Boulder swarm effort turns to crowdfunding for Droplet mobile robots (w/ video)

May 08, 2014 by Nancy Owano weblog

University of Colorado, Boulder researchers seek to build a swarm of Droplet robots and have turned to crowdfunding. They have been working on a robotic platform to study swarming behavior; their goals are to test swarming algorithms on a large scale, bring Droplets into college classrooms, use Droplets to teach K-12 science, and provide Droplets for artistic use. John Klingner, PhD candidate, computer science, said "We are ready to scale up" and they would now like to buy parts and pay for 1,000 robots to be assembled. Droplets are an experimental research and educational platform, for large-scale swarming research, using an MIT License

A Droplet is a small mobile . The platform features include moving and communicating omnidirectionally. The platform has three components, the hardware, the embedded software and the software simulation environment. The required infrastructure includes a powered floor. The hardware component includes the actual robot and the test bed/floor that experiments are run on. The robots are Ping-Pong ball sized devices. They have RGB color and IR sensing, actuation using vibration motors and communication, using analog/digital IR sensors.

Nikolaus Correll, assistant professor, , said that after working on this they have now reached a stage where they want to mass-produce them. The team has used a promotional video to highlight the potential educational value of their Droplets platform. Klingner spoke about bringing the technology to a wider arena of students. He talked about their hopes in giving small groups of students, say, 30 robots, with which they could test out some simple swarm algorithms individually and then, at the end of the course, bring all 300 or so robots together for a more complex task. Correll said the Droplets would be valuable for use in high schools as well: "We are also looking to collaborate with local high schools in the area and use the swarm" to teach them not only about swarms but maybe also about organic chemistry, math, geometry and the immune system.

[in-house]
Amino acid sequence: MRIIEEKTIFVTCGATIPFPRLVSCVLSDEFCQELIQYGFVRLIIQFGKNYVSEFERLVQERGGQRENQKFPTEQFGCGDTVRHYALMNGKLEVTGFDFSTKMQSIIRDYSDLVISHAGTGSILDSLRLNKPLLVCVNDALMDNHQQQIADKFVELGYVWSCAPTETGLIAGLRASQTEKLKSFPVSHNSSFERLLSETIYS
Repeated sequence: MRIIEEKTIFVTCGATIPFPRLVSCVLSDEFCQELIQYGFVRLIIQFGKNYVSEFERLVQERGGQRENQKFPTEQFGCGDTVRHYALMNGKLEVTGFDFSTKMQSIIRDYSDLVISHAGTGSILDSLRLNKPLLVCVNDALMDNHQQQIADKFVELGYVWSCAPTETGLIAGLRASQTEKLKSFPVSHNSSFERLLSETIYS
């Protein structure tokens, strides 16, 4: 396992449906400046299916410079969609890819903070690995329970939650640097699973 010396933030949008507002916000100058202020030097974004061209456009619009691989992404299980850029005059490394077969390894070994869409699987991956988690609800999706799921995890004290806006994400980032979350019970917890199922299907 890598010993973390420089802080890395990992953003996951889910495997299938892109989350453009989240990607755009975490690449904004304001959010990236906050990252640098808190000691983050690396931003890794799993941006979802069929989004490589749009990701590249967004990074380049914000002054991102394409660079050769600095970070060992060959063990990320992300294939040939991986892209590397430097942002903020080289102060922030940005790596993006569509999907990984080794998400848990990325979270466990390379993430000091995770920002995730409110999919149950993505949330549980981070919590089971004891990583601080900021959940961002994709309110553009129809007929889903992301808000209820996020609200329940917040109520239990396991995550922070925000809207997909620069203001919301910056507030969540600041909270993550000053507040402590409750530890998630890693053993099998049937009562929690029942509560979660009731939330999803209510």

This video is not supported by your browser at this time.

His interest in the Droplets project reflects his deeper interest in what such scientific exploration can reveal. "The entire world is actually a swarm so everything you see is just a swarm of atoms working together and at some point those atoms make a cell and at some point those cells make molecules; they make brains; they make livers; and hearts." At the end of the day, he said, "all of these things are swarms." As such, Correll said he was "very curious to understand what the principles and mechanisms are that drive these things." Taking these robots and programming them, he added, might increase an understanding of how to recreate such phenomena.

In addition to educational value, Klingner noted that one of the things they were thinking about is mapping an oil spill. Anshul Kanakia, PhD candidate, computer science, noted a scenario where one is out in the ocean, not knowing where the spill begins, and wanting a good realtime map of the spill. Each individual robot could make a guess, all go up and surround it and "talk" to each other.